Luxury Indigenous Beadwork Prominently Featured At Western Canada Fashion Week

·4 min read

(ANNews) – For Indigenous Peoples across Turtle Island, beadwork is considered high value. Consequently, the patterns and color selection of beadwork designs are inherited and passed down to new generations of Indigenous families.

This year, custom handmade luxury beadwork pieces were on full display at Western Canada Fashion Week by designer Helen Oro, Pelican Lake First Nations member. Her designs are – simply put – Culturally Exquisite!

In an exclusive interview with ANNews reporter Chevi Rabbit, designer Helen Oro shares what inspires her creativity and passion for luxury beadwork.

Oro comes from a family of artists, and she was raised by her kokum and mosom (grandparents) from the age of one. Oro also opened up about how Canada’s Big Brother and Sister program helped match her with a volunteer that she now refers to as a mom.

“My kokum and her sisters did a lot of beading and sewing, so I grew up watching them. I had uncles who drew and my dad, also made star blankets.

“I come from a family of artists. So I was bound to pick up on something for sure,” said Oro.

“My memories of watching my kokum at the sewing machine are what I remember the most and of me helping her push the pedal while she sewed…Eventually, I learned how to make dream catchers, which would be my first passion.”

Oro was inspired and encouraged by her kokum to pursue beadwork and fashion.

“My kokum got me into the little sister and big sister program when I was little. I was matched with my big sister at the age of 11. I now call her mom, and she is who I refer to when I say mom,” said Oro.

“They both inspire in many ways and have helped mold me into the woman I am today.”

Oro explained that when she first started creating, she was motivated to make beautiful things that she couldn’t afford to buy. “Then, it was a snowball effect of pushing myself to try new things when it came to beading.”

“Also, I wanted to set myself apart from other artisans by creating statement sets that weren’t quite traditional, and they’re not made for regalia but more for red carpet events,” said Oro. “They are luxury beaded statement sets.”

Indigenous artisans are participating in events where we never saw beaded jewelry or ribbon skirts or moccasins before, she added. Modern indigenous fashion is incorporating beadwork, moccasins, and ribbon skirts into modern outfits.

“I see us taking up more space with our beaded jewelry in the film industry, fashion weeks, and red-carpet events,” she said. “I mean, it’s already happening, but I see it [happening more often] and being even more celebrated. More ribbons, skirts, moccasins, and beaded jewelry, whether it’s worn in a traditional style or mixed in with modern pieces.”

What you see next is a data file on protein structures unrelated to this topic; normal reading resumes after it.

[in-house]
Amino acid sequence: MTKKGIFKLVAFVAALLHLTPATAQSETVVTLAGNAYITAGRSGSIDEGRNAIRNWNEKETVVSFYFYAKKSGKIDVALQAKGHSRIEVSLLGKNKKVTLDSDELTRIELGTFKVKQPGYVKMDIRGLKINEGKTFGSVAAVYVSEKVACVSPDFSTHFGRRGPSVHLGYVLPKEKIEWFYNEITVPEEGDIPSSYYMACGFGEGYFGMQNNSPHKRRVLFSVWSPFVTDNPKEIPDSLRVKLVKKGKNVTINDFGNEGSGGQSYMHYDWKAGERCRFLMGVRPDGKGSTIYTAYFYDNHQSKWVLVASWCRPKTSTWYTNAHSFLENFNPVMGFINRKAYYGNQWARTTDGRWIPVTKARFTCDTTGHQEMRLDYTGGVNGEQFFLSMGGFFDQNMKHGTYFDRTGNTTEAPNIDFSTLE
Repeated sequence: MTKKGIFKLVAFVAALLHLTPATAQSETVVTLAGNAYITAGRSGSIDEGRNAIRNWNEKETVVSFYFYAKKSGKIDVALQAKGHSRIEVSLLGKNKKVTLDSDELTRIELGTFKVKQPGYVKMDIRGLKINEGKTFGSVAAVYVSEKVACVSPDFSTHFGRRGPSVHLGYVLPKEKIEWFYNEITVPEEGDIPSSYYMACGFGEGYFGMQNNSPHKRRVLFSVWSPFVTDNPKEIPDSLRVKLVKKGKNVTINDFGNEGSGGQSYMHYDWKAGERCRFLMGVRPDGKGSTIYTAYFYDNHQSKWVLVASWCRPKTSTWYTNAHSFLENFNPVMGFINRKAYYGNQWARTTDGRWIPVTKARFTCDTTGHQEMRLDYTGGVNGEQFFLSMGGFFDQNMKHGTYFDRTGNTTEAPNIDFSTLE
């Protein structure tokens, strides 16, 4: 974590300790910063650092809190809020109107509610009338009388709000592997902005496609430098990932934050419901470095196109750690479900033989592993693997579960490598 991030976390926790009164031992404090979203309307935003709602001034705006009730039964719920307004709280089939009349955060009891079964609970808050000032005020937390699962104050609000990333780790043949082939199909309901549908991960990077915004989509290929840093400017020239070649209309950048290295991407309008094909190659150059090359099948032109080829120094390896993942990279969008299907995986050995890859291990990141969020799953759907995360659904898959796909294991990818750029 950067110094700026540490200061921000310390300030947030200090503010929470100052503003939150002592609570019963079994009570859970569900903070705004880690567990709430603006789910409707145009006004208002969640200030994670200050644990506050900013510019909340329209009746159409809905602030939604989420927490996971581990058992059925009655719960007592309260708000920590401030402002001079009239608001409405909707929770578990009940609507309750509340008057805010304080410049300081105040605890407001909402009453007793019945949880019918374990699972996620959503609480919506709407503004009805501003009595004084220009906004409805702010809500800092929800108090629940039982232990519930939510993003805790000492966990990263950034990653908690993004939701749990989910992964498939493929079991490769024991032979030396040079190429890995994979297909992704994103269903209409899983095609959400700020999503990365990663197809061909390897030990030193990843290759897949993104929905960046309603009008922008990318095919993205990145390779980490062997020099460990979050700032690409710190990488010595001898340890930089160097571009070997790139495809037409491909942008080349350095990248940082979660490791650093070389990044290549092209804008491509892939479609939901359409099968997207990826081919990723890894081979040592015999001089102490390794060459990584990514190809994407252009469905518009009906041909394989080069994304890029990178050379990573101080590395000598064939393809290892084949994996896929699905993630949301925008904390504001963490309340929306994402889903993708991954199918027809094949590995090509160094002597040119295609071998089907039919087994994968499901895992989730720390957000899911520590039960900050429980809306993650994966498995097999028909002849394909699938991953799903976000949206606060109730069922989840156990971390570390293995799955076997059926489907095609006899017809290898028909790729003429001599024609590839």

During the pandemic, Oro bunkered down and became a hermit. “Showcasing at fashion week was just what I needed to start that fashion spark again,” she noted. “When creating this small collection, I got inspired to think out of the box, and now my creative juices are flowing. I can’t wait to showcase more of my work.”

“My message to youth would be not to wait to showcase your talent,” she added. “If you create things like ribbon skirts, t-shirts, beadwork, or even rework clothing to make it your own – I say showcase it, don’t wait till you think you’re ready. Just do it now.”

Oro tells other creatives to share their work on social media and events but share it!

“When I first started creating, I had no idea what I was doing, but I was eager to get into the fashion scene, so I just started,” said Oro. “Even before I knew what I was doing, I started showcasing as an accessory designer.

“I didn’t see anyone in the fashion industry who was an Indigenous accessory designer to look up to when I started or to ask for advice from.

“I learned so much over the years by just putting myself out there with my small collections,” said Oro. “I traveled the world to various fashion weeks and was often the first First Nation designer to be part of their events.

“By not waiting till I was ready and putting myself and my talent out for the world to see, I’ve had some pretty amazing opportunities. So, my advice is not to wait till you think you’re ready – start sharing your gifts now,” said Oro.

Oro said the pandemic canceled a trip to travel to Fiji fashion week. “We would have been the first First Nation people to have attended. Now that things are opening back up, we are set to bring these plans back to life and will prepare for next year’s Fiji fashion week,” said Oro.

Chevi Rabbit, Local Journalism Initiative Reporter, Alberta Native News

Our goal is to create a safe and engaging place for users to connect over interests and passions. In order to improve our community experience, we are temporarily suspending article commenting